16. He vehemently argued that if Section 144A is substituted in place of Section 144B, in the directions issued by the IAC and the assessment framed by the ITO then, the action of the IAC was quite in order and, therefore, the Commissioner (Appeals) was fully justified in rejecting all the contentions of the assessee. According to the learned representative for the department, Section 292B, would clearly protect the assessment framed by the ITO treating Rs. 1,40,000 as revenue receipt. In this connection, he stated that since there was 'mistake' and/or 'defect' as contemplated under Section 292B, in issuing the directions to the ITO, the same cannot be challenged by the assessee.

Finally, he also relied on the decision of the Hon'ble Bombay High Court in the case of CIT v. Chandan & Bharat Enterprises [1983] 15 Taxman 435.

17. The learned counsel for the assessee, in his reply, strongly objected to the submissions made on behalf of the revenue that we should substitute Section 144A in place of Section 144B, wherever it is found in the draft assessment order, in the show-cause notice issued by the IAC, in the assessee's reply to the IAC, in the directions issued by the IAC to the ITO and in the final assessment order framed by the ITO, with a view to protect the interests of the revenue even though the IAC had no power to enhance the assessment while giving directions under Sectionl44B. In this connection, he relied on the decision of the Hon'ble Supreme Court in the cases of CIT v. Shapoorji Pallonji Mistry [1962] 44 ITR 891 and CIT v. Rai Bahadur Hardutroy Motilal Chamaria [1967] 66 ITR 443.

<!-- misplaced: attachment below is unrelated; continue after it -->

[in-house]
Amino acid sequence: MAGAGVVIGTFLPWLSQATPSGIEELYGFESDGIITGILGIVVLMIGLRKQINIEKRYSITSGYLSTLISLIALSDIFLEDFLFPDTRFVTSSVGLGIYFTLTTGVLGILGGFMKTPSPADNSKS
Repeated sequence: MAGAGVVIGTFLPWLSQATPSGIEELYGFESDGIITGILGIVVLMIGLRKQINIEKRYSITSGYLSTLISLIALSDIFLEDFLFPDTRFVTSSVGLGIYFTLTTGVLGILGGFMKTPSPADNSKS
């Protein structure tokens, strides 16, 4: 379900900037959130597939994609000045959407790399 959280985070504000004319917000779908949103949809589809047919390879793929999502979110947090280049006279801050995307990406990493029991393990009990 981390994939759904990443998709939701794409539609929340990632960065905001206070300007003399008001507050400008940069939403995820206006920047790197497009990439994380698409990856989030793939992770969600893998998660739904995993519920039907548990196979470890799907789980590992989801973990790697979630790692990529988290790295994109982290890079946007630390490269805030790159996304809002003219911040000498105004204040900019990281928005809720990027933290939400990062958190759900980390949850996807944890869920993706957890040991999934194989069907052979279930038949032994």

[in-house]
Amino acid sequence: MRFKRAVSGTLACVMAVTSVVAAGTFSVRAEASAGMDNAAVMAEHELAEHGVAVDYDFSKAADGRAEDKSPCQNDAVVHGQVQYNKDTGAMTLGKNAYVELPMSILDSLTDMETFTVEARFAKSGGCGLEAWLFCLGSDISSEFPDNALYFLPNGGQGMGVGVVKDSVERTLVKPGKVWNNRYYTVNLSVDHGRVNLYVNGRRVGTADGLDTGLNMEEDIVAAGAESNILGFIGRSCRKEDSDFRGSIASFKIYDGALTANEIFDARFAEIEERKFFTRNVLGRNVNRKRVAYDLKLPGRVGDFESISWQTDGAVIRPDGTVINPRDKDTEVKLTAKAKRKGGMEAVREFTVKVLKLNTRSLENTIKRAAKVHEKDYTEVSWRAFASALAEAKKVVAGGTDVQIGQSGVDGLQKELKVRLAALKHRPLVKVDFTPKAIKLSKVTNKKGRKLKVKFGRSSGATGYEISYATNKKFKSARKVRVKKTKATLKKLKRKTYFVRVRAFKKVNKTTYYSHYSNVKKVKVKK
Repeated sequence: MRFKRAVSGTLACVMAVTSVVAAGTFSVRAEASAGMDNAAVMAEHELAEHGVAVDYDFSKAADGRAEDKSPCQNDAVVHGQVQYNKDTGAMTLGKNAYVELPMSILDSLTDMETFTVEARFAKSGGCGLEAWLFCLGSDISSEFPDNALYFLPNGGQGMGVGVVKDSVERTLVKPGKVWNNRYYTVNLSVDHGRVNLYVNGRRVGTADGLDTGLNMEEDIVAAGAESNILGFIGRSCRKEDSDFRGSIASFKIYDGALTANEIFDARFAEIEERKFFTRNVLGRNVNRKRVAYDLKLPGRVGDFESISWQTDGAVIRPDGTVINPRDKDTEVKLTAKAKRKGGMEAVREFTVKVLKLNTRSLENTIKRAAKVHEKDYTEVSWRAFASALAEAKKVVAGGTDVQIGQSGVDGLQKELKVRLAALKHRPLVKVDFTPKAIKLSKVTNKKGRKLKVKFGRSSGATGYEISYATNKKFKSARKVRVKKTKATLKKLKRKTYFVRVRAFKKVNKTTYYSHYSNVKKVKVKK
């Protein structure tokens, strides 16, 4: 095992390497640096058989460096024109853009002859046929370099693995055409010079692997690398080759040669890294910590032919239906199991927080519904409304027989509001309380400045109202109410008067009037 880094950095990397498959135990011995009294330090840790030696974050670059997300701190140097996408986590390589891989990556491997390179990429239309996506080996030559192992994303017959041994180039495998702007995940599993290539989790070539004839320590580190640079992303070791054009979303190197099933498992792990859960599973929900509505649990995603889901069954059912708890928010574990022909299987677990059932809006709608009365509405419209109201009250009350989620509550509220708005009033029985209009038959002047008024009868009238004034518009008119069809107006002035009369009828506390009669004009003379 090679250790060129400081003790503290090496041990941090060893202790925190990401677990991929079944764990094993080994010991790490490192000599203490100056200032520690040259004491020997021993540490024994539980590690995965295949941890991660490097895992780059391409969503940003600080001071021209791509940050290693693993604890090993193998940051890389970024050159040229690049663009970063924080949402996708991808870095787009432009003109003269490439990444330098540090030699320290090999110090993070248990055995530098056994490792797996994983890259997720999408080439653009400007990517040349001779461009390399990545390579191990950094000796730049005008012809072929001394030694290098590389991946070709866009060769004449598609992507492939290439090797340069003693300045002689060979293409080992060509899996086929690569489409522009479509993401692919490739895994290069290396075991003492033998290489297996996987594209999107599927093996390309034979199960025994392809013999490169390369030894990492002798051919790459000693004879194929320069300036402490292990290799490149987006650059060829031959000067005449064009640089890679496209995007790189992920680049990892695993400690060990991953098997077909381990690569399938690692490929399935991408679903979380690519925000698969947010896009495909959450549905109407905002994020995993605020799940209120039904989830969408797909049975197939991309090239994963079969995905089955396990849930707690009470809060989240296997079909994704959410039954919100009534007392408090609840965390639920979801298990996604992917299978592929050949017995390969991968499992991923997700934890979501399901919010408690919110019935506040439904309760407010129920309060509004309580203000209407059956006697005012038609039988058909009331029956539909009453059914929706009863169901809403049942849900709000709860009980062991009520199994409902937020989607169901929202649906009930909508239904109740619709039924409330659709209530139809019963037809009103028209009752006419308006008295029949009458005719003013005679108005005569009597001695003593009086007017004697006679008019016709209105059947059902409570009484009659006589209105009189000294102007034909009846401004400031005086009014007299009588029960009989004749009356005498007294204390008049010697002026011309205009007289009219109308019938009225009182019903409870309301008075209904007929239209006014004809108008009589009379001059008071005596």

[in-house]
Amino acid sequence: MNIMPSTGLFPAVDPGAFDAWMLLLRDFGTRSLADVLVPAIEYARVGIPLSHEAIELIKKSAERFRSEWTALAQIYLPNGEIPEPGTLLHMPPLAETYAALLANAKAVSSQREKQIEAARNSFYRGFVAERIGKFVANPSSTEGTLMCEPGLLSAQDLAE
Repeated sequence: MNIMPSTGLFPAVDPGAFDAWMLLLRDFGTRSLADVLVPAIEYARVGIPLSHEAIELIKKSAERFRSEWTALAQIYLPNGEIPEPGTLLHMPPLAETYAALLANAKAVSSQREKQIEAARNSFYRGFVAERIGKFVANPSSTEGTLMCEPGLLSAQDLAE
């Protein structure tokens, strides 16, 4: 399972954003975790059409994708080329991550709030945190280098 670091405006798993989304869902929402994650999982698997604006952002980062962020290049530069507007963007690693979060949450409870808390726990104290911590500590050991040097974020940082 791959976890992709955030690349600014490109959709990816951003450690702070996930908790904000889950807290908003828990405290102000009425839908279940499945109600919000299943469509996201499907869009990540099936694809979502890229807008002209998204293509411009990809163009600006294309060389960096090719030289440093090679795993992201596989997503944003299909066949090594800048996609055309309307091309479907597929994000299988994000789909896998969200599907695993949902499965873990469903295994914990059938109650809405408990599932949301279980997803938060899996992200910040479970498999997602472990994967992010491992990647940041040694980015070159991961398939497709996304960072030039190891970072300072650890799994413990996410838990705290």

18. We have carefully considered the rival submissions of the parties and we find considerable force in the submissions made on behalf of the assessee. If we were to keep in mind, the circumstances under which the provisions of Section 144B, were brought on the statute, it is quite clear to us that in Section 144B proceedings, the IAC has no power either to change the head of income or to enhance the assessment in the manner he did, in the instant case. A draft order under Section 144B is supplied to the assessee with a view to minimise litigation and unnecessary harassment at the hands of the assessing authorities. The assessee is invited to give his objections in respect of various items contained in the draft assessment order. If the assessee does not avail of this opportunity of placing his objections to the proposals made in the draft assessment order, it is obligatory on the part of the ITO to complete the assessment on the basis of the draft order--see Sub-section (3) of Section 144B. If, however, the assessee gives his objections to the proposals made in the draft assessment order, the ITO is required to send a copy of the draft assessment order together with the objections of the assessee to the IAC and the IAC after considering the same issues directions to the ITO with a view to enable the latter to complete the assessment--see Sub-section (4) of Section 144B. As per the proviso of this sub-section, if the directions to be issued by the IAC are prejudicial to the assessee, the IAC is required to give an opportunity of being heard to the assessee. Reading this subsection as well as the proviso in their proper context, it is unthinkable that an assessee who is objecting certain proposals made in the draft assessment order is saddled with enhanced liability which was not in the mind of the ITO when he framed the draft assessment order. In this view of the matter, we entirely agree with the submissions made on behalf of the assessee that the IAC has no jurisdiction to issue directions under Section 144B, which will result in the enhancement of the assessment. In view of the aforesaid decision of the Hon'ble Calcutta High Court, the IAC is not empowered to give directions to the ITO about a matter which is not covered by the draft assessment.